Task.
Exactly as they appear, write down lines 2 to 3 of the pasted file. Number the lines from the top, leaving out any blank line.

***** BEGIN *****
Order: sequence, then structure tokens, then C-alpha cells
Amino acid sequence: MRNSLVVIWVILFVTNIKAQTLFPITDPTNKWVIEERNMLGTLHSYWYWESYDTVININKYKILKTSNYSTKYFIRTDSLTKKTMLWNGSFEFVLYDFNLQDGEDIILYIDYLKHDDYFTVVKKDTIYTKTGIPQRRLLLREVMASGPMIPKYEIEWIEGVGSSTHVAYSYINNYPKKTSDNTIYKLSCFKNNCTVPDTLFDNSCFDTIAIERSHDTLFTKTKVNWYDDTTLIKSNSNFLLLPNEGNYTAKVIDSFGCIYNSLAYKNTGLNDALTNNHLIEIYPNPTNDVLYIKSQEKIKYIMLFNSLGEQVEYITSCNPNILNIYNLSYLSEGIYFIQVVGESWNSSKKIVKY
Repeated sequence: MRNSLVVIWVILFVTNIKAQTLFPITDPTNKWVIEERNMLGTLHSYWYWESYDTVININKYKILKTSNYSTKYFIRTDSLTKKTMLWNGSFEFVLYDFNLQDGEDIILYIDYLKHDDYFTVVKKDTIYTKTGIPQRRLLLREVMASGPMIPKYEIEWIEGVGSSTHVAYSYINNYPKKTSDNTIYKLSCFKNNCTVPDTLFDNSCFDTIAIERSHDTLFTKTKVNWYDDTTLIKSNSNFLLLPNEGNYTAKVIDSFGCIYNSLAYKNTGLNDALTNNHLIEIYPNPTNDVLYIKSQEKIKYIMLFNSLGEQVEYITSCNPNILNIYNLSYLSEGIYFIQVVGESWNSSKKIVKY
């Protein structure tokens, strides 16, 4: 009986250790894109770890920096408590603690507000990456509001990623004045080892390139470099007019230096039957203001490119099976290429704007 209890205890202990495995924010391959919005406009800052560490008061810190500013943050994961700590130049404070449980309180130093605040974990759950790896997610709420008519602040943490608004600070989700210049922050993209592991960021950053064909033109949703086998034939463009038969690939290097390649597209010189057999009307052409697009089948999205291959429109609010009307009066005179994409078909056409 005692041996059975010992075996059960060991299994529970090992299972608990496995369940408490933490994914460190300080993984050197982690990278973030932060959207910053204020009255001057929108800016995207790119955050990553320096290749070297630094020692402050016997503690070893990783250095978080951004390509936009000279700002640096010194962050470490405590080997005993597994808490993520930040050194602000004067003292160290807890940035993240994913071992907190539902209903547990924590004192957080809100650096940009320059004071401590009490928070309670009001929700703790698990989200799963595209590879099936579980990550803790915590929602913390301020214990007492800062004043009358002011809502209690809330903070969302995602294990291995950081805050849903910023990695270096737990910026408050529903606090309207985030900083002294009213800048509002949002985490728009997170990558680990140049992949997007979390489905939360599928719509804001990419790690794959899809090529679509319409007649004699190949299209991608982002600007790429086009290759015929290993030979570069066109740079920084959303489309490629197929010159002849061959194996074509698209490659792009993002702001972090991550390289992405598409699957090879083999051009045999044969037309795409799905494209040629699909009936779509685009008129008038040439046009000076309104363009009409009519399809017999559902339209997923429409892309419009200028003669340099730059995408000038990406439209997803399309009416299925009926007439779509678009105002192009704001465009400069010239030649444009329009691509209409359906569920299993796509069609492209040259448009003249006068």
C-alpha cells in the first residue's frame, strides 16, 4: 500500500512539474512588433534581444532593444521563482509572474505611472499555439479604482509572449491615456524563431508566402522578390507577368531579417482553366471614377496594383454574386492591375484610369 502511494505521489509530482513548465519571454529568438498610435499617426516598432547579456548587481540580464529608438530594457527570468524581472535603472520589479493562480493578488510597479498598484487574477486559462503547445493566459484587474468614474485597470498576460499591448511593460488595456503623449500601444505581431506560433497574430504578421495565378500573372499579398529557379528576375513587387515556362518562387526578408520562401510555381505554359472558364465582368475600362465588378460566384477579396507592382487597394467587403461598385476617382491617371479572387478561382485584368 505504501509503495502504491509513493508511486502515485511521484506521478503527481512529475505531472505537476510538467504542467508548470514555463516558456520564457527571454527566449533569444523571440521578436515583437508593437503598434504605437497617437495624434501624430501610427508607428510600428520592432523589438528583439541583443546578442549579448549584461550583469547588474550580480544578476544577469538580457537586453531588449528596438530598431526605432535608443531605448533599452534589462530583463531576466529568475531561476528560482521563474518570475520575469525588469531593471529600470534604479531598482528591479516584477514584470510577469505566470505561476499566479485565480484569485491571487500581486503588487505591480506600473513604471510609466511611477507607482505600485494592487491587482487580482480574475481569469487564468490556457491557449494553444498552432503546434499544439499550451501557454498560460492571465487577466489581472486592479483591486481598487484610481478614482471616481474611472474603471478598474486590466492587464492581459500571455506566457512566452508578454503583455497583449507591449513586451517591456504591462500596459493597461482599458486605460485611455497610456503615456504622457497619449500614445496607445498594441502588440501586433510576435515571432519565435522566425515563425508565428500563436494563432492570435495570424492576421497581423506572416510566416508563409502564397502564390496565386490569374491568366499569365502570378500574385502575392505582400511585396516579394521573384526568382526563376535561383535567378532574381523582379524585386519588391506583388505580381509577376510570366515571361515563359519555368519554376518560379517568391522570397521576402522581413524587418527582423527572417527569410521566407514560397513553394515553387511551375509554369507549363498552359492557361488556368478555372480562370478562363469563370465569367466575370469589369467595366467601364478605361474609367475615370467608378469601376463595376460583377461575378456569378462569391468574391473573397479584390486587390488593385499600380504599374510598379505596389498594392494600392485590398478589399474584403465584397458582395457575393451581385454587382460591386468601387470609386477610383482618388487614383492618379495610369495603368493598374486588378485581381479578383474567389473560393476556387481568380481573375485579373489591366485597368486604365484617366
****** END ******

Amino acid sequence: MRNSLVVIWVILFVTNIKAQTLFPITDPTNKWVIEERNMLGTLHSYWYWESYDTVININKYKILKTSNYSTKYFIRTDSLTKKTMLWNGSFEFVLYDFNLQDGEDIILYIDYLKHDDYFTVVKKDTIYTKTGIPQRRLLLREVMASGPMIPKYEIEWIEGVGSSTHVAYSYINNYPKKTSDNTIYKLSCFKNNCTVPDTLFDNSCFDTIAIERSHDTLFTKTKVNWYDDTTLIKSNSNFLLLPNEGNYTAKVIDSFGCIYNSLAYKNTGLNDALTNNHLIEIYPNPTNDVLYIKSQEKIKYIMLFNSLGEQVEYITSCNPNILNIYNLSYLSEGIYFIQVVGESWNSSKKIVKY
Repeated sequence: MRNSLVVIWVILFVTNIKAQTLFPITDPTNKWVIEERNMLGTLHSYWYWESYDTVININKYKILKTSNYSTKYFIRTDSLTKKTMLWNGSFEFVLYDFNLQDGEDIILYIDYLKHDDYFTVVKKDTIYTKTGIPQRRLLLREVMASGPMIPKYEIEWIEGVGSSTHVAYSYINNYPKKTSDNTIYKLSCFKNNCTVPDTLFDNSCFDTIAIERSHDTLFTKTKVNWYDDTTLIKSNSNFLLLPNEGNYTAKVIDSFGCIYNSLAYKNTGLNDALTNNHLIEIYPNPTNDVLYIKSQEKIKYIMLFNSLGEQVEYITSCNPNILNIYNLSYLSEGIYFIQVVGESWNSSKKIVKY